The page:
However, Mr. Ghobril cautioned that “the results do not reflect a reversal of trends or a shift in households’ attitudes, as only 9.7% of Lebanese polled in the second quarter of the year expected that their financial conditions will improve in the coming six months, while 69.6% of them believed their financial situation will deteriorate, and 18.9% stated that their financial conditions will remain the same.”
The results of the Byblos Bank/AUB Consumer Confidence Index for the first and second quarters of 2015 remained consistent with the ongoing trend of low household confidence since the first quarter of 2012. Indeed, the results of the first quarter of 2015 were the 13th lowest since the Index’s inception in July 2007, while the second quarter posted the 14th lowest quarterly reading in 32 quarters. Further, the first-half results constituted the Index’s seventh-lowest level on a semi-annual basis.
The results of the Byblos Bank/AUB Consumer Confidence Index for the first half of 2015 show that female consumers had a relatively higher level of confidence than their male counterparts; while consumers in the 21 to 29 year-old bracket posted a higher level of confidence than citizens in other age brackets during the covered period.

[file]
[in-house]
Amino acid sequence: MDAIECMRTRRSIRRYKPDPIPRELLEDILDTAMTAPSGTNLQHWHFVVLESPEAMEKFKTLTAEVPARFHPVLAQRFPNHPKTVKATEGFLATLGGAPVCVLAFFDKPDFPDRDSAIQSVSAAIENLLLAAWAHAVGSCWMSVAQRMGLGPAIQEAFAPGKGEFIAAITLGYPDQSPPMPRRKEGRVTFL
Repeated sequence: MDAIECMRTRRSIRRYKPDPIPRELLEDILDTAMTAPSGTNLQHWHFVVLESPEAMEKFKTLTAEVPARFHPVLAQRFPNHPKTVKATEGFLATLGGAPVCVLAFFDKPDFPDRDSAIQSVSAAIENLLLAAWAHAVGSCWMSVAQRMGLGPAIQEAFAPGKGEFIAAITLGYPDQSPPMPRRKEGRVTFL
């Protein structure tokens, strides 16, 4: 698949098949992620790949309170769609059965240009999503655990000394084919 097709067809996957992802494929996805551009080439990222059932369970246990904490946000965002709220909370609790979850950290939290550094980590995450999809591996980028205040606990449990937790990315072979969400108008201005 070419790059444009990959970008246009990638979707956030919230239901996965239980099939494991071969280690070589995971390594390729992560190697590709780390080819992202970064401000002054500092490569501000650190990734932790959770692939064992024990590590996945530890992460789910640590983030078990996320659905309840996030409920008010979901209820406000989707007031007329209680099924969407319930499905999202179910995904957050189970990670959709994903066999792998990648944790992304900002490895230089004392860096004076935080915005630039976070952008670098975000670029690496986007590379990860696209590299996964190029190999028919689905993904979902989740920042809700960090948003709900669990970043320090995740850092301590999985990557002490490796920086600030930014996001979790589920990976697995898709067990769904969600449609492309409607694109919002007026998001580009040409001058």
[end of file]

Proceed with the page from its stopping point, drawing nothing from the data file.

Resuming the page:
Also, households with an income of USD 2,500 or more per month continued to have a higher level of confidence than those earning less. Moreover, private sector employees had a higher level of confidence than housewives, the self-employed, public sector employees and the unemployed in the first half of 2015.
In addition, consumers in the North posted the highest confidence level across administrative districts, or mohafaza, in the first half of the year, followed by consumers in Mount Lebanon, the South, the Bekaa and Beirut. Further, Christian consumers had a higher level of confidence than those from other religious affiliations during the covered period, followed by Sunni, Shiite and Druze consumers.
About The Byblos Bank/AUB Consumer Confidence Index
The Byblos Bank/AUB Consumer Confidence Index is a measure of the sentiment and expectations of Lebanese consumers towards the economy and their own financial situation.
The Index is compiled, implemented and analyzed in line with international best practices and according to criteria from leading consumer confidence indices worldwide. It is composed of two sub-indices, the Byblos Bank/AUB Present Situation Index and the Byblos Bank/AUB Expectations Index.
The first sub-index covers the current economic and financial conditions of Lebanese consumers, and the second one addresses their outlook over the coming six months. In addition, the data segregates the Index based on age, gender, income, profession, administrative district, and religious affiliation.
The Index has been calculated on a monthly basis since July 2007, with January 2009 as its base month. It is based on a nationally representative survey of 1,200 face-to-face interviews with adult males and females living throughout Lebanon. The monthly field survey is conducted by Statistics Lebanon, a market research and opinion-polling firm.